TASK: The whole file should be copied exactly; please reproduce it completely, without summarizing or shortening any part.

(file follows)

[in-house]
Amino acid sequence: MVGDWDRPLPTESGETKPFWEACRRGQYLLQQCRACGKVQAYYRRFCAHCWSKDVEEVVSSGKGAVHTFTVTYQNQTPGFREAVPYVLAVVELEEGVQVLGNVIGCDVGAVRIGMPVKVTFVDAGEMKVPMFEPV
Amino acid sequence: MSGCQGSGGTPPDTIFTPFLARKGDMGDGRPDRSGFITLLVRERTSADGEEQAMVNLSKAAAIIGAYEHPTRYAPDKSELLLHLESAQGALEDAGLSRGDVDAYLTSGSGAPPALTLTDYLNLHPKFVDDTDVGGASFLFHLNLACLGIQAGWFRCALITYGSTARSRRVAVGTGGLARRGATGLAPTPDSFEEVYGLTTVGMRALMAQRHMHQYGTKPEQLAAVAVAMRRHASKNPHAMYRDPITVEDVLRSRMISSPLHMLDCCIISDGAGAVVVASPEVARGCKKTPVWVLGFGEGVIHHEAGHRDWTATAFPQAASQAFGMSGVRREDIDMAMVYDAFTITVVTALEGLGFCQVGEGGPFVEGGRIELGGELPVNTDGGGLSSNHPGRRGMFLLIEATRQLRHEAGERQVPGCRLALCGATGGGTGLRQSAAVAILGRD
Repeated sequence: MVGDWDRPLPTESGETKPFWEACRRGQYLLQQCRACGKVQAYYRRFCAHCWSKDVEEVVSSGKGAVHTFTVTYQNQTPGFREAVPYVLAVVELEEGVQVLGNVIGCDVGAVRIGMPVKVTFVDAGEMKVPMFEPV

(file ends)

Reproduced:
[in-house]
Amino acid sequence: MVGDWDRPLPTESGETKPFWEACRRGQYLLQQCRACGKVQAYYRRFCAHCWSKDVEEVVSSGKGAVHTFTVTYQNQTPGFREAVPYVLAVVELEEGVQVLGNVIGCDVGAVRIGMPVKVTFVDAGEMKVPMFEPV
Amino acid sequence: MSGCQGSGGTPPDTIFTPFLARKGDMGDGRPDRSGFITLLVRERTSADGEEQAMVNLSKAAAIIGAYEHPTRYAPDKSELLLHLESAQGALEDAGLSRGDVDAYLTSGSGAPPALTLTDYLNLHPKFVDDTDVGGASFLFHLNLACLGIQAGWFRCALITYGSTARSRRVAVGTGGLARRGATGLAPTPDSFEEVYGLTTVGMRALMAQRHMHQYGTKPEQLAAVAVAMRRHASKNPHAMYRDPITVEDVLRSRMISSPLHMLDCCIISDGAGAVVVASPEVARGCKKTPVWVLGFGEGVIHHEAGHRDWTATAFPQAASQAFGMSGVRREDIDMAMVYDAFTITVVTALEGLGFCQVGEGGPFVEGGRIELGGELPVNTDGGGLSSNHPGRRGMFLLIEATRQLRHEAGERQVPGCRLALCGATGGGTGLRQSAAVAILGRD
Repeated sequence: MVGDWDRPLPTESGETKPFWEACRRGQYLLQQCRACGKVQAYYRRFCAHCWSKDVEEVVSSGKGAVHTFTVTYQNQTPGFREAVPYVLAVVELEEGVQVLGNVIGCDVGAVRIGMPVKVTFVDAGEMKVPMFEPV